Where pressure is applied, it is preferably applied by hot isostatic pressing. The times and temperatures are, of course, related to each other and furnace load. The higher the temperature, the shorter the time required. The larger the furnace load, the longer the time. The precise heat treating conditions are those that will permit the aluminum and oxygen in the alumina coating to diffuse into the sialon surface and to recover the loss of toughness that takes place during the chemical vapor deposition process. In one embodiment, the times and temperatures are selected to cause only a portion of the aluminum and oxygen to diffuse into the sialon workpiece leaving a portion of the alumina on the surface as alpha alumina. With heat treating at lower temperatures and shorter times, it is more likely alumina will be left upon the surface after heat treatment. With even lower temperatures and/or even shorter times, the thickness of the alumina coating will increase.

According to one specific embodiment, the core composition consists essentially of a matrix of beta-prime-sialon 0.1 to 10 volume percent intergranular phase. According to yet another specific embodiment, the core composition consists essentially of a matrix of up to 70 volume percent alpha-prime-sialon, 10 to 99.9 volume percent beta-prime-sialon and up to 10 percent of an intergranular phase. A variation of these embodiments would be similar compositions having a substantially inert refractory phase distributed in the matrix. According to still yet another specific embodiment, the sialons in the core composition have a volume ratio of alpha-prime-sialon to beta-prime-sialon between 5:95 and 95:5.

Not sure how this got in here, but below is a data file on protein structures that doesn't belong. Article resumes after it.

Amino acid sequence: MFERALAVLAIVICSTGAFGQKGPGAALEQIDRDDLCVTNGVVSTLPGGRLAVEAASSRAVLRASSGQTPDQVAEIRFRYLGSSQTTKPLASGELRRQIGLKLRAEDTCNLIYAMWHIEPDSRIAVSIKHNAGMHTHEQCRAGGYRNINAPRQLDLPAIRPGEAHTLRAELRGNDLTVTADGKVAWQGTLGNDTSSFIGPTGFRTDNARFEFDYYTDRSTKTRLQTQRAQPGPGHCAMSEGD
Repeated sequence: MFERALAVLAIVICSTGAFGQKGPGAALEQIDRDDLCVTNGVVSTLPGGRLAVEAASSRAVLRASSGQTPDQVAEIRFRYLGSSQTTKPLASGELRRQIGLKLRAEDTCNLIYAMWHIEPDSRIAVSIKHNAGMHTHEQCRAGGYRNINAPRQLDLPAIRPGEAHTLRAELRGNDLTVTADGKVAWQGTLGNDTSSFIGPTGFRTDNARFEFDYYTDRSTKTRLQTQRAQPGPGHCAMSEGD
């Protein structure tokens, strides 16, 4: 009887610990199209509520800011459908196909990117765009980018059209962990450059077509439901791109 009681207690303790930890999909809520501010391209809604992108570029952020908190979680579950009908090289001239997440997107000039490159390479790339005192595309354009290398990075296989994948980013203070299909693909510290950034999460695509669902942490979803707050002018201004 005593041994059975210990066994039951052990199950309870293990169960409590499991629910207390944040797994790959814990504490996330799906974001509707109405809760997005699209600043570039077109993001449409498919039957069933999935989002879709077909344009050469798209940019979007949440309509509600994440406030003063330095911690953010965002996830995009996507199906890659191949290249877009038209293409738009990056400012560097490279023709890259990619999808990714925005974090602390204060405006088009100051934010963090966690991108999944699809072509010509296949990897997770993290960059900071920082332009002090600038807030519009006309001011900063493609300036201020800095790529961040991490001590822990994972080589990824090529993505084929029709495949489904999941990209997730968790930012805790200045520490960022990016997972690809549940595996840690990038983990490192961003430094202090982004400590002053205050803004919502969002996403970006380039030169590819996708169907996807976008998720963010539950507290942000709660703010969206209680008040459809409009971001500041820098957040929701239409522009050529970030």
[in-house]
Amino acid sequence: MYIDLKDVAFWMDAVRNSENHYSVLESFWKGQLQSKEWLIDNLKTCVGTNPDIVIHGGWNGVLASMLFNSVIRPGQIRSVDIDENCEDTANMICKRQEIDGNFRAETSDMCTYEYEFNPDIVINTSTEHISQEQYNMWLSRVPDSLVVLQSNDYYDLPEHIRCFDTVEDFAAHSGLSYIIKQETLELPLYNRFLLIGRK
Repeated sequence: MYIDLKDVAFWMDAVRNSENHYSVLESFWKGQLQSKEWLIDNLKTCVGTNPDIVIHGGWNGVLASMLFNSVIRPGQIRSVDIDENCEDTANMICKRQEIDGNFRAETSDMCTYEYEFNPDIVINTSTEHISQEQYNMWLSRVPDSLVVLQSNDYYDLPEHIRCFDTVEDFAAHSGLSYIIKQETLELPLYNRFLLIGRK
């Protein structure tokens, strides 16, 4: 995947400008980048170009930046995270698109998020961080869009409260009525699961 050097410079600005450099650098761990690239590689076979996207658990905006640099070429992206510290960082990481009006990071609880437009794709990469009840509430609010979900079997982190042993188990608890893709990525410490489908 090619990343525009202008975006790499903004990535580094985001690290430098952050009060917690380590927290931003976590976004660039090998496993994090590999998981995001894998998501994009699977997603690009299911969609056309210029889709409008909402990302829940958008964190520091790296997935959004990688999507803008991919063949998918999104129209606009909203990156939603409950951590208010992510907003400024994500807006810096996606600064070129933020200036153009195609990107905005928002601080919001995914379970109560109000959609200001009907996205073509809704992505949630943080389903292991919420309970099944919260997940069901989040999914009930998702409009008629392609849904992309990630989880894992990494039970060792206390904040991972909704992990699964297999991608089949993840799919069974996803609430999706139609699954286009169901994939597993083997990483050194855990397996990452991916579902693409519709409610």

Generally, the intergranular phase will comprise a glassy or crystalline phase from the group YAG, N-YAM, Y-N-alpha-wollastonite, B-phase, N-apatite, N-melilite and glass.

The substantially inert refractory phases may comprise phases such as titanium nitride which are dispersed within the sialon matrix of the core composition. During manufacture of the core, they are mixed with the sialon forming ingredients as a fine powder. The substantially inert refractory phase may be present in amounts up to 80 volume percent. The refractory phases are called substantially inert because there is little reaction between them and the sialon matrix phase.

In addition to the method, there is provided according to this invention, a new sialon ceramic material useful, for example, for cutting tools, comprising a ceramic core consisting essentially of alpha-prime-sialon and/or beta-prime-sialon, and, permissively an intergranular phase and, optionally, substantially inert refractory phases, said sialon ceramic material having an alloyed surface layer having a substantially increased aluminum and oxygen content as compared with the core composition. The beta-prime-sialon phase in the core comprises a lower Z sialon than the beta-prime-sialon phase in the alloyed surface layer. Preferably, the alloyed surface layer is approximately 2 to 10 microns thick. Most preferably, the porosity of the surface layer is equal to the porosity of the core. It is especially preferred that a small amount of alumina remain upon the surface of the material or cutting tools.

In a specific preferred embodiment, the beta-prime-sialon phase of the core material has a Z value greater than 0 and less than or equal to 2 and the beta-prime-sialon phase of the alloyed surface layer has a Z value greater than that of the core material and less than or equal to 4. The Z value of a beta-prime-sialon is defined by the following formula: Si6-Z AlZ OZ N8-Z.